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HMCFS Sampling and Scheduling E-3 decade. Community officials are concerned that their emergency warning and communication system and shelter-in-place procedures are appropriate to the hazards that may be present, espe- cially since the schools, including playground and outdoor athletic facilities, were constructed on land near the Interstate. The LEPC schedules data collection for this section of the Interstate over the course of 3 months during the spring (MarchMay). The schedule over the 3-month period includes three half-hour counts during each daytime hour (e.g., 89 A.M.), on three week- days (e.g., Monday, Wednesday, and Friday) during school and after-school hours (7 A.M.7 P.M.) and on each direction of the Interstate. The schedule is repeated so that there are two datasets per sampled weekday. With the approval of their supervisors and senior administrators, four city firefighters, four city police officers, and four school teachers participate in HMCFS data collection using truck and placard ID counts. The firefighters take responsibility for the 711 A.M. period, the police officers for the 11 A.M.3 P.M. period, and school teachers for the 37 P.M. period. With 72 hours of data collection per group (0.5 hours per sample 3 samples per hour of the day 4 hours of the day per period 3 days per week 2 directions of the roadway 2 samples per weekday = 72 hours), and 4 data collectors per group, this works out to around 18 hours of data collec- tion for each participant over 3 months. Assuming that the observed traffic represents the overall traffic during this time period, this should provide the community with a very good idea of the springtime, weekday, daytime hazmat transport hazards on that portion of the Interstate. E.5 Stratified and Proportional Sample Scheduling Both stratified and proportional samples require prior knowledge of the sampled population to determine the required data collection parameters. For example, previous data on traffic counts might be used to identify average expected traffic levels on a daily basis at key transporta- tion network locations. Previous information about traffic levels at each location may also be available. For example, at one location it may be known that peak traffic during the day is three times the level that is seen during the night, with mid-morning and mid-afternoon traffic lev- els twice that seen during the night, on average. Based on this information, a stratified sample determines the total number of vehicles that need to be counted in the morning, at peak hours, in the afternoon, and at night. This calculation is completed for each network location. Data are fully collected when the number of sampled vehicles is obtained at each location and each designated time. A proportional sample might separate the time periods into fixed length segments (e.g., 30-minute or 1-hour slots), and sample them proportionally to the expected traffic in each time period. The schedule of data collection at each location would then reflect the expected volume of traffic in these locations. Given daily and seasonal variations in traffic patterns, either process may need to be repeated for each location and time period. Overall estimates of average annual daily traffic may be available from metropolitan and state planning agencies for major roadways and combined with estimates of daily and seasonal traffic patterns. However, the statistical com- putations associated with determining stratified and proportional sampling make this method generally impractical for most hazmat traffic survey applications other than those that require very in-depth knowledge of traffic patterns and have sufficient resources available for coordinating and conducting the data collection. Local entities whose HMCFS requires stratified and proportional sampling may consider ask- ing a transportation professional, consultant, university faculty member, or other person with statistical training in traffic analysis for assistance with sampling design.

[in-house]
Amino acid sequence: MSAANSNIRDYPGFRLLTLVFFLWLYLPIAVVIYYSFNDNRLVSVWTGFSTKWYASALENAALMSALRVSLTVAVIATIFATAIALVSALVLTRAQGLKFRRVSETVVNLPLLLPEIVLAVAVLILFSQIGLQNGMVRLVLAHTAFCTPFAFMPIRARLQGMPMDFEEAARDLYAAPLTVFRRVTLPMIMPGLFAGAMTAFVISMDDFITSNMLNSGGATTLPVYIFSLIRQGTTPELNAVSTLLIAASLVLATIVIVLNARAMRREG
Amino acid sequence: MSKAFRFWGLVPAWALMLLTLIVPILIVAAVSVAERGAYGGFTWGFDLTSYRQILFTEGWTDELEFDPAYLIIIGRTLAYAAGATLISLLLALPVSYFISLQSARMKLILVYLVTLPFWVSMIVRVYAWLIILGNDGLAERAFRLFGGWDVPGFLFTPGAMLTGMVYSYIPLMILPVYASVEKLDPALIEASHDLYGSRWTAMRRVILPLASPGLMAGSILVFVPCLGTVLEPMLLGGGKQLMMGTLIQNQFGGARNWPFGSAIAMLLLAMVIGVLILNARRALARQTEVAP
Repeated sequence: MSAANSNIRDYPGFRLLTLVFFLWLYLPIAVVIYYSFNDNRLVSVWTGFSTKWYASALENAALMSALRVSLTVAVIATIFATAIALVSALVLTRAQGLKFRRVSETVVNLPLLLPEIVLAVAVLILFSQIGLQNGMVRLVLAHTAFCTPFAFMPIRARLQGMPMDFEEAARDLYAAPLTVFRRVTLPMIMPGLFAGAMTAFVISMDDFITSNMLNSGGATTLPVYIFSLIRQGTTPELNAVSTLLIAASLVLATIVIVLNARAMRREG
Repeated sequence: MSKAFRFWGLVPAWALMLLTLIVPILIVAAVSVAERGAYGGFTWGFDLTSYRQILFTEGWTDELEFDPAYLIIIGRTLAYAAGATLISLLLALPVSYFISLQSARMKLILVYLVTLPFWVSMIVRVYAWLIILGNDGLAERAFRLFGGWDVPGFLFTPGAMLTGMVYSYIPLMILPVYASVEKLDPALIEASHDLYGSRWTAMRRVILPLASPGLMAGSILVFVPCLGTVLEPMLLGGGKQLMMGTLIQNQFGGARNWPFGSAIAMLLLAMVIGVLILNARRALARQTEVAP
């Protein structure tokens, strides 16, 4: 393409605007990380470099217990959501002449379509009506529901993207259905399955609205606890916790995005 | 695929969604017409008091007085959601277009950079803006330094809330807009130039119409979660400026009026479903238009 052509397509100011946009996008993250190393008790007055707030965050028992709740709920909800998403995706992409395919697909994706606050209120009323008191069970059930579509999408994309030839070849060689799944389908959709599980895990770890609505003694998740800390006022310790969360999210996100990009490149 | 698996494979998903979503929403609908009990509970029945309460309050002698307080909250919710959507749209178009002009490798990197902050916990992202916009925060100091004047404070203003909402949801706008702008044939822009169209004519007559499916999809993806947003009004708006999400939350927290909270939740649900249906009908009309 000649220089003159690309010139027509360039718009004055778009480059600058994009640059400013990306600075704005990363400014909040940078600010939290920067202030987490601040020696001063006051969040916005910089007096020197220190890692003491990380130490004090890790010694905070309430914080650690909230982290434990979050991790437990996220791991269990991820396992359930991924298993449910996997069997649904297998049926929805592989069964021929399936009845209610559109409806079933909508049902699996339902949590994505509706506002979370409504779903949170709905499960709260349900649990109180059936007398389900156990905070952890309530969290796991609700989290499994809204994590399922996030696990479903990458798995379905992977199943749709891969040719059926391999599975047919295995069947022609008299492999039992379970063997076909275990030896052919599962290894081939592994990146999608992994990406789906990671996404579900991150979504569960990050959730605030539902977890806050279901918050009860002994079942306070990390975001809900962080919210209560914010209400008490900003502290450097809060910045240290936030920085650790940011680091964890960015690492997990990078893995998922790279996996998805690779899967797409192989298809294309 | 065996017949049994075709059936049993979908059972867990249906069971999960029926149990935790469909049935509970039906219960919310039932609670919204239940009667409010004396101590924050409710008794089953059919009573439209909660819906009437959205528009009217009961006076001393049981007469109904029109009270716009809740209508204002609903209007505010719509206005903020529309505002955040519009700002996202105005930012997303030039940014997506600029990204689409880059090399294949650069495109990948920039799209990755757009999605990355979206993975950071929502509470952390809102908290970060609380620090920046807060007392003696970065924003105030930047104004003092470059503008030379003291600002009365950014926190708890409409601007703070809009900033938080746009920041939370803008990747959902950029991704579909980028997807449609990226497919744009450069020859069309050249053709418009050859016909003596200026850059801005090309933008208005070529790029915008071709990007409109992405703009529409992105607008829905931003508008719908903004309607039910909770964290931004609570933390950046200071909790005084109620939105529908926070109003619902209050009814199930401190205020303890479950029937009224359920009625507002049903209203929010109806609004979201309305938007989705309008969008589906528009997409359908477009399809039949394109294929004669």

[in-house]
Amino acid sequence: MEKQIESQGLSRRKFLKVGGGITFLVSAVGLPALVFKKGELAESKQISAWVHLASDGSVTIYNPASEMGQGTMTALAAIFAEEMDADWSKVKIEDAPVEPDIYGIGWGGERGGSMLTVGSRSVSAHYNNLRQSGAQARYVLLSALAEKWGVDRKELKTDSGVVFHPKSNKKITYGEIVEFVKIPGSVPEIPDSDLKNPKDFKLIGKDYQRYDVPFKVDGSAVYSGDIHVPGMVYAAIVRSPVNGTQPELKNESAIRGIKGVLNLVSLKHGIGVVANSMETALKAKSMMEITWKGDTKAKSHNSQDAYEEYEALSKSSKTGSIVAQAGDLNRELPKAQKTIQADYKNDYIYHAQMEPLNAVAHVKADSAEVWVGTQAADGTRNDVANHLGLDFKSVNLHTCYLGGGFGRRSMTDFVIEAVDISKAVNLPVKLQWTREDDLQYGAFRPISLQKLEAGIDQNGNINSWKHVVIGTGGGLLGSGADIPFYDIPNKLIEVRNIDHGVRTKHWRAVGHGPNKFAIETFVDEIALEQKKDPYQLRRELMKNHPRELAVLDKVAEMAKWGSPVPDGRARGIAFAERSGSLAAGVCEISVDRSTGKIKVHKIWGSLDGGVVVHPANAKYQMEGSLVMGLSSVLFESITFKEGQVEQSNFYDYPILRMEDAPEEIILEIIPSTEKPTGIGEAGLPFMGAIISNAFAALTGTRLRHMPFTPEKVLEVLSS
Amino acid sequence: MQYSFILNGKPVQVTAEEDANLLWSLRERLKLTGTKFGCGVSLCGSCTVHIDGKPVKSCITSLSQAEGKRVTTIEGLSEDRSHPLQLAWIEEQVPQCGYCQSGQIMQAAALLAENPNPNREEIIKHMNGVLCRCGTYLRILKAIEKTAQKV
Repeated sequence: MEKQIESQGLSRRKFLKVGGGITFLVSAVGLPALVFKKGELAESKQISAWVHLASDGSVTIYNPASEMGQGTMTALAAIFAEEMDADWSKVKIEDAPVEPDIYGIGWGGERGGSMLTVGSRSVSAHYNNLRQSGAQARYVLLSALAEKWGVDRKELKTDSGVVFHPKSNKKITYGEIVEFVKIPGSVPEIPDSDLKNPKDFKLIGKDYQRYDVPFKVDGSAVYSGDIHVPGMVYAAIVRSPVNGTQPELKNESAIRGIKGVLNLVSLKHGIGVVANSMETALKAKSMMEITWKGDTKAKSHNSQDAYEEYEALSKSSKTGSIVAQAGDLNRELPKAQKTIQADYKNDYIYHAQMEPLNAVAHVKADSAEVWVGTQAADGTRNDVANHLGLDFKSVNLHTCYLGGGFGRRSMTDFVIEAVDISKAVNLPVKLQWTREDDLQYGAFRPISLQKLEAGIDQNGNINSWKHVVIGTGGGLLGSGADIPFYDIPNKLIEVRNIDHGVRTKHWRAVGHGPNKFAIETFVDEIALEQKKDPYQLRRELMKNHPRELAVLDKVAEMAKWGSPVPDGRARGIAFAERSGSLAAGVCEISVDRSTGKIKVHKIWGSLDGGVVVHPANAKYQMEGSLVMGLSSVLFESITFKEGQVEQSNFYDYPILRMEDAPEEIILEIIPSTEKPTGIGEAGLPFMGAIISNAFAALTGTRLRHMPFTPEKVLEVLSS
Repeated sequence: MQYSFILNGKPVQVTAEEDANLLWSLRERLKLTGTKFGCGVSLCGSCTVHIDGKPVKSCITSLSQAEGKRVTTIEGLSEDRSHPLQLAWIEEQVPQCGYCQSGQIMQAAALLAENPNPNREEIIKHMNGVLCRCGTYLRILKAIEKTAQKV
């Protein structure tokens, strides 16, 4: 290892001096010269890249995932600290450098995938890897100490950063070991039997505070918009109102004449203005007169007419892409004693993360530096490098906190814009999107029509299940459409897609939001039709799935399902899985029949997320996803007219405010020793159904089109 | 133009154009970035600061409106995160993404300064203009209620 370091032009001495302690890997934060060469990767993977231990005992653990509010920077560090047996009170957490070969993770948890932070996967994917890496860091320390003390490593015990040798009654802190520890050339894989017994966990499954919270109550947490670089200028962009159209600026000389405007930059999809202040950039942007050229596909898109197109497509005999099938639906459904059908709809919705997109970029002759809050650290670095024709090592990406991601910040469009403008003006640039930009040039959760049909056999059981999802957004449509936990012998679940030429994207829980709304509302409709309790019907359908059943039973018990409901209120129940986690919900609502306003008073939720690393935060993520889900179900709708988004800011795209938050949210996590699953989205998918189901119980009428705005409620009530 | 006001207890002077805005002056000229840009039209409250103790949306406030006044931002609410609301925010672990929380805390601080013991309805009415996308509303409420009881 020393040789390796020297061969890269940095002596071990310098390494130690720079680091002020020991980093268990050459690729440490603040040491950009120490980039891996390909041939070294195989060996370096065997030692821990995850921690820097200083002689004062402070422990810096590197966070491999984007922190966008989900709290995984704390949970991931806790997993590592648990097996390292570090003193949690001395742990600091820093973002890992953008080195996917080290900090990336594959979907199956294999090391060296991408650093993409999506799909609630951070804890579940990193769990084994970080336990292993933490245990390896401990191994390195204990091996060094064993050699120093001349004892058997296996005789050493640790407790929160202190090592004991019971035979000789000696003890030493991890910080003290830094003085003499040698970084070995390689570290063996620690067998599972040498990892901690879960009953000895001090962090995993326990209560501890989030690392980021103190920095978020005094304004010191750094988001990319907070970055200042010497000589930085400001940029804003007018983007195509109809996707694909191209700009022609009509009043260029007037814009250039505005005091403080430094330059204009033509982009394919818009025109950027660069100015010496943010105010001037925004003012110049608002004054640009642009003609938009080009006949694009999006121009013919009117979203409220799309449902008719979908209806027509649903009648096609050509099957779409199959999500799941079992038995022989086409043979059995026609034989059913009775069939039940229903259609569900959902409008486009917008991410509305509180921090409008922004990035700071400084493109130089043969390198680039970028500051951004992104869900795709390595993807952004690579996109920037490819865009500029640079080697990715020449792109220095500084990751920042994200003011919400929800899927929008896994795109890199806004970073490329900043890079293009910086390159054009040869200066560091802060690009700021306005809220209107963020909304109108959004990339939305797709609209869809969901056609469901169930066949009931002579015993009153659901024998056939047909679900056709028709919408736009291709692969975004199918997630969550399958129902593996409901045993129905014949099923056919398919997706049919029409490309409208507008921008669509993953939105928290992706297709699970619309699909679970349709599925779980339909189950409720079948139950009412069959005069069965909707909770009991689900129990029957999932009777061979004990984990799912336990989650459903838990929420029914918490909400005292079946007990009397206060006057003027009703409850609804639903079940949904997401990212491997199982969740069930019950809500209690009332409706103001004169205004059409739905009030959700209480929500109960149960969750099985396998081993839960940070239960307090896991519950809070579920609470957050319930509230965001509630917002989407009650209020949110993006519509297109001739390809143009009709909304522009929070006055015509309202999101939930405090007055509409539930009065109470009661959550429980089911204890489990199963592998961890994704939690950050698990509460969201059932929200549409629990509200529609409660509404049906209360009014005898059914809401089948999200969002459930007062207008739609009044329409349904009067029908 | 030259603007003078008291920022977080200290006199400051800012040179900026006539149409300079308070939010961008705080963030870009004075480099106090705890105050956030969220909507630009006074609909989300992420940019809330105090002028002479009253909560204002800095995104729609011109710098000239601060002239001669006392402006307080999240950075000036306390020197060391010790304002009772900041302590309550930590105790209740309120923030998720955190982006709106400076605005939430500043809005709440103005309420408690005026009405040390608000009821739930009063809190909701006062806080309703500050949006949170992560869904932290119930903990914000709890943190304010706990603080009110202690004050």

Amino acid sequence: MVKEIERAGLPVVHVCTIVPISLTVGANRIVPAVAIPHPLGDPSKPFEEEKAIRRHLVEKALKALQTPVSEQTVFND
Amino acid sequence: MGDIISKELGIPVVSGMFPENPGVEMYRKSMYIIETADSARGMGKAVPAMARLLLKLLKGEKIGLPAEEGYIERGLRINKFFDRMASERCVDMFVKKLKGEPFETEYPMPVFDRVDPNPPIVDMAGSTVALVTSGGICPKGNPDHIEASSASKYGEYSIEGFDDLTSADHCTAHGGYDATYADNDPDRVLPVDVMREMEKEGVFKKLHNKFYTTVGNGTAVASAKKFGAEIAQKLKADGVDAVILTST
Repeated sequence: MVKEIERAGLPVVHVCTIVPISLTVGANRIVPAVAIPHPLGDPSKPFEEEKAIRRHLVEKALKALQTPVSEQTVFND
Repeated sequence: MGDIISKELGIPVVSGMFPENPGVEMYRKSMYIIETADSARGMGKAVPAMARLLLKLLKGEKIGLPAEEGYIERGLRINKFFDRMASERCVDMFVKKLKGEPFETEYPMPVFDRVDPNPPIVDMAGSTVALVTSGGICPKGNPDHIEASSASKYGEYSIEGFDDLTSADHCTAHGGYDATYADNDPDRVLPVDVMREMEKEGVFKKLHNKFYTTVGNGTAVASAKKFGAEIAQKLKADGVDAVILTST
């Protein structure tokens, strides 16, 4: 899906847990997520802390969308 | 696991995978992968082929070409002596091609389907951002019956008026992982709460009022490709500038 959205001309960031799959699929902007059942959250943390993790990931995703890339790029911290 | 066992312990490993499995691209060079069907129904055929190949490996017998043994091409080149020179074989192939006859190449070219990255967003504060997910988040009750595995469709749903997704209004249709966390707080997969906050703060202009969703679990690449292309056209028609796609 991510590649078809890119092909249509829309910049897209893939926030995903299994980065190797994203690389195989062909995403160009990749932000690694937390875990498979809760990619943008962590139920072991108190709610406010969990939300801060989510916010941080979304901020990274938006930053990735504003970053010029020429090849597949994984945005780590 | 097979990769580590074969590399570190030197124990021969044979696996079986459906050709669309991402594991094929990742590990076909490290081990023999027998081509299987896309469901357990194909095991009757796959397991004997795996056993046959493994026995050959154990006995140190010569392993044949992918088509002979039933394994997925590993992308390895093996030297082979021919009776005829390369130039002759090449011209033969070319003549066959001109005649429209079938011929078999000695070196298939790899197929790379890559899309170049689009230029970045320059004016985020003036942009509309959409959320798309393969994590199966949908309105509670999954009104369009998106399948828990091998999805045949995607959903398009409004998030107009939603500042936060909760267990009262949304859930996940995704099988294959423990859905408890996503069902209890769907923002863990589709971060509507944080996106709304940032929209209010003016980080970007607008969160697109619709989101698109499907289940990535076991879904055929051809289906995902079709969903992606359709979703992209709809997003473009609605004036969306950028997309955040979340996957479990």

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E-4 Guidebook for Conducting Local Hazardous Materials Commodity Flow Studies E.6 Random Samples Traffic observations are made in a random manner, either by time of day/week/month or by number of vehicles, throughout a transportation network. Random samples are most appropri- ate when goals and objectives are focused on a limited number of routes or route segments, and when the decision objectives require high degrees of reliability. Otherwise, random samples can result in data collection that is expensive and time consuming. Random samples are usually unnecessary except for all but the most extreme hazmat transport applications, especially since other less expensive sampling procedures can yield adequate information for most objectives. A data collector simply going out to different locations at different times as convenient (see Sec- tion D.2) is not a random sample. Local entities whose HMCFS requires random sampling may consider asking a transportation professional, consultant, university faculty member, or other person with statistical training in traffic analysis for assistance with sampling design. E.7 Census A complete census of all traffic on a transportation network is nearly impossible to obtain without automated data collection procedures such as tag readers or video-based systems that collect data about vehicle locations and commodities carried. Although systems capable of con- ducting a census of hazmat traffic have been conceptualized, none warrant serious consideration in the immediate timeframe for local jurisdictions. As future technology development and data collection procedures develop, collection of hazmat transport census data may become feasible.